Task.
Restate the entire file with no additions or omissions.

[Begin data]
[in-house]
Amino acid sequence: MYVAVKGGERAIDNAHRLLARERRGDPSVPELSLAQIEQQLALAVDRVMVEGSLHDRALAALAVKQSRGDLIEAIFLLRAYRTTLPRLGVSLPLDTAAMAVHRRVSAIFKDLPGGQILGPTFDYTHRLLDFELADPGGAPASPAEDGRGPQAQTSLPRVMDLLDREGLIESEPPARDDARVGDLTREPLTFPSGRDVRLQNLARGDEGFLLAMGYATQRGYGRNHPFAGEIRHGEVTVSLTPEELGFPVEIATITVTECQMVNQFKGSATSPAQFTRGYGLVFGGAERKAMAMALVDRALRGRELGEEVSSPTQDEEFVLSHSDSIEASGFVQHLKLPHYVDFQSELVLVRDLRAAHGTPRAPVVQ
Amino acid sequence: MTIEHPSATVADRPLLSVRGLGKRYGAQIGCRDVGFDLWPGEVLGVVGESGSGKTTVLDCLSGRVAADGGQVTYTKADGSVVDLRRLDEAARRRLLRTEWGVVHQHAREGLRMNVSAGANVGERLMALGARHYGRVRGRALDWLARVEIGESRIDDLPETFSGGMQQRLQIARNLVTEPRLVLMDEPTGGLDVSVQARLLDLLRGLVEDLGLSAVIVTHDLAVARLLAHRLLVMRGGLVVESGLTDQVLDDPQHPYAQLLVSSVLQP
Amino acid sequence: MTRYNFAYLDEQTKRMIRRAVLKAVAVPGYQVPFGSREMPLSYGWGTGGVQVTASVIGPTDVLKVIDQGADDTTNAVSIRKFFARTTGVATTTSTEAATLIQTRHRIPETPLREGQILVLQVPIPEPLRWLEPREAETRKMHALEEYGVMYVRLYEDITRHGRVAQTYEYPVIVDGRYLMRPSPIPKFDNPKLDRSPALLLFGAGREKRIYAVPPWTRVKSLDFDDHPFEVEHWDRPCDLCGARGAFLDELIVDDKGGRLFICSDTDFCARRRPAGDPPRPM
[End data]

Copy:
[in-house]
Amino acid sequence: MYVAVKGGERAIDNAHRLLARERRGDPSVPELSLAQIEQQLALAVDRVMVEGSLHDRALAALAVKQSRGDLIEAIFLLRAYRTTLPRLGVSLPLDTAAMAVHRRVSAIFKDLPGGQILGPTFDYTHRLLDFELADPGGAPASPAEDGRGPQAQTSLPRVMDLLDREGLIESEPPARDDARVGDLTREPLTFPSGRDVRLQNLARGDEGFLLAMGYATQRGYGRNHPFAGEIRHGEVTVSLTPEELGFPVEIATITVTECQMVNQFKGSATSPAQFTRGYGLVFGGAERKAMAMALVDRALRGRELGEEVSSPTQDEEFVLSHSDSIEASGFVQHLKLPHYVDFQSELVLVRDLRAAHGTPRAPVVQ
Amino acid sequence: MTIEHPSATVADRPLLSVRGLGKRYGAQIGCRDVGFDLWPGEVLGVVGESGSGKTTVLDCLSGRVAADGGQVTYTKADGSVVDLRRLDEAARRRLLRTEWGVVHQHAREGLRMNVSAGANVGERLMALGARHYGRVRGRALDWLARVEIGESRIDDLPETFSGGMQQRLQIARNLVTEPRLVLMDEPTGGLDVSVQARLLDLLRGLVEDLGLSAVIVTHDLAVARLLAHRLLVMRGGLVVESGLTDQVLDDPQHPYAQLLVSSVLQP
Amino acid sequence: MTRYNFAYLDEQTKRMIRRAVLKAVAVPGYQVPFGSREMPLSYGWGTGGVQVTASVIGPTDVLKVIDQGADDTTNAVSIRKFFARTTGVATTTSTEAATLIQTRHRIPETPLREGQILVLQVPIPEPLRWLEPREAETRKMHALEEYGVMYVRLYEDITRHGRVAQTYEYPVIVDGRYLMRPSPIPKFDNPKLDRSPALLLFGAGREKRIYAVPPWTRVKSLDFDDHPFEVEHWDRPCDLCGARGAFLDELIVDDKGGRLFICSDTDFCARRRPAGDPPRPM